The constant current feature is definitely nice to have and can work very well here to ensure stable operation. The boards are configured to operate via constant voltage without any issues, as long as the voltage level does not exceed 24 volts at any point. Even when staying at or below 24 volts, however, the actual power draw can fluctuate a bit depending on various environmental factors such as ambient temperature (higher temps = higher current draw).​If you are able to keep the current setting fixed via the constant current adjustment, that would ensure that a consistent power draw is achieved, regardless of environmental factors.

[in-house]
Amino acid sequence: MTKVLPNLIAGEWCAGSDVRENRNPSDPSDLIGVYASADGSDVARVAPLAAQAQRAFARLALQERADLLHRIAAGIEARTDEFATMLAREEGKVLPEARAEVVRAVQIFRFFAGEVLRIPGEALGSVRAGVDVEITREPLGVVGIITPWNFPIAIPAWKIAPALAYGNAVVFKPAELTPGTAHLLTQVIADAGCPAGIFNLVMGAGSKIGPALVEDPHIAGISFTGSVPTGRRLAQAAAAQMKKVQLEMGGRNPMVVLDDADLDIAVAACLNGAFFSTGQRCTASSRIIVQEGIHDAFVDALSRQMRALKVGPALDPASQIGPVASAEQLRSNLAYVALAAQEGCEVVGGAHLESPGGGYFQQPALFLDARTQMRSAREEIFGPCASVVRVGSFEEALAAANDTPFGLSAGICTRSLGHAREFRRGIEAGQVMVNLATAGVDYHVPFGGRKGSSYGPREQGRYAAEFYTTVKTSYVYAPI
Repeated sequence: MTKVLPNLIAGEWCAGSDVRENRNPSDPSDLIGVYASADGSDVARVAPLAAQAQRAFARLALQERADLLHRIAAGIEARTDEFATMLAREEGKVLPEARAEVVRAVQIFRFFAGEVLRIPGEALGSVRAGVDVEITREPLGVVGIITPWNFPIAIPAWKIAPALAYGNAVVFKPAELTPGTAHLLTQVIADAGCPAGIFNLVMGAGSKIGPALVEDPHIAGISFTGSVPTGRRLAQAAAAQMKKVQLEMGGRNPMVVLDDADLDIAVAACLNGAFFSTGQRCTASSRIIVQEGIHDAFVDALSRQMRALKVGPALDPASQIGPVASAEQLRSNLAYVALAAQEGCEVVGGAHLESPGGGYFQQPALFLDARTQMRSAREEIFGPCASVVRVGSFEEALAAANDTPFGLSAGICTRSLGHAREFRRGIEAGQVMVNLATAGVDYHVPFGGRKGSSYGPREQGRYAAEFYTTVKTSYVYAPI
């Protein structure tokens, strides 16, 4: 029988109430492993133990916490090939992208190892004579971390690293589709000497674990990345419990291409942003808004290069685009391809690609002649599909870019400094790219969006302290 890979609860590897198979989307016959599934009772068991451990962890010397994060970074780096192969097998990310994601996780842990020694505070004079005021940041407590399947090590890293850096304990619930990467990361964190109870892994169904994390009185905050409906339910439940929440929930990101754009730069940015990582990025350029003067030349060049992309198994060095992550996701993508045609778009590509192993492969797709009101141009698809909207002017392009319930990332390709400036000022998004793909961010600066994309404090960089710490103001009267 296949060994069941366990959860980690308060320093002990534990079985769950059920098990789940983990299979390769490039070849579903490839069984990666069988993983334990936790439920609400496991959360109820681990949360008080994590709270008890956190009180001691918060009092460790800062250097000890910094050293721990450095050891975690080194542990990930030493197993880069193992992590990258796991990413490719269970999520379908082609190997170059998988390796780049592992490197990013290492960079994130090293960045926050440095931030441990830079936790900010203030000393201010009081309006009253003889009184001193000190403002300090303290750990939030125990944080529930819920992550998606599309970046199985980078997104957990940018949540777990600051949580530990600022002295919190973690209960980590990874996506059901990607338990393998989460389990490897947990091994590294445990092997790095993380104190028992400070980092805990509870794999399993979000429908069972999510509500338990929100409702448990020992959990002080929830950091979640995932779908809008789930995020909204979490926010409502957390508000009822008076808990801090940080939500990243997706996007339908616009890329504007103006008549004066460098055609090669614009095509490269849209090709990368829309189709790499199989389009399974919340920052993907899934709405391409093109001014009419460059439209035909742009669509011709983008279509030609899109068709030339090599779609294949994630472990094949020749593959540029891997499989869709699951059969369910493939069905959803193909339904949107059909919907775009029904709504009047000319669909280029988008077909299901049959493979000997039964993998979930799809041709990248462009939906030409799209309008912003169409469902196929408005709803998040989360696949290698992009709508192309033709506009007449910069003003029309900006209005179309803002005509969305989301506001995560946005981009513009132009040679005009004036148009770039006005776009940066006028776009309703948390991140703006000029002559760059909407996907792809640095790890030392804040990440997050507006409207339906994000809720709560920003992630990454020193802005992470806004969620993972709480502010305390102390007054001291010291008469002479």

How to connect ABSOLUTE SERIES LED modules

I see that the ABSOLUTE SERIES LED Linear Module has connection mechanisms between one another. How does it work, and do I need extra accessories?

ABSOLUTE SERIES LED Modules are approximately 11 inches (280 mm) long, and use the WAGO system. Each module has WAGO 2060 terminal blocks on both ends of each module, one for the positive and one for the negative connection.

All electrical connections to power and between modules is achieved through these terminal blocks. Terminal blocks require insertion of electrical wire (sold separately) between 18-24 AWG, with 0.28-0.35 inches of insulation stripped off.

Alternatively, the modules can be connected end-to-end using WAGO board-to-board connectors shown below:

Additional assembly instructions can be found below:

ABSOLUTE SERIES™ LED Module maximum temperature rating

The ABSOLUTE SERIES™ LED Modules (PN 7001.50 / 7001.65) are pre-built LED circuitboards designed to operate at DC 24 volts constant voltage.

We do not specify thermal resistance or junction temperature limits and instead use a simplified case temperature (Tc) specification.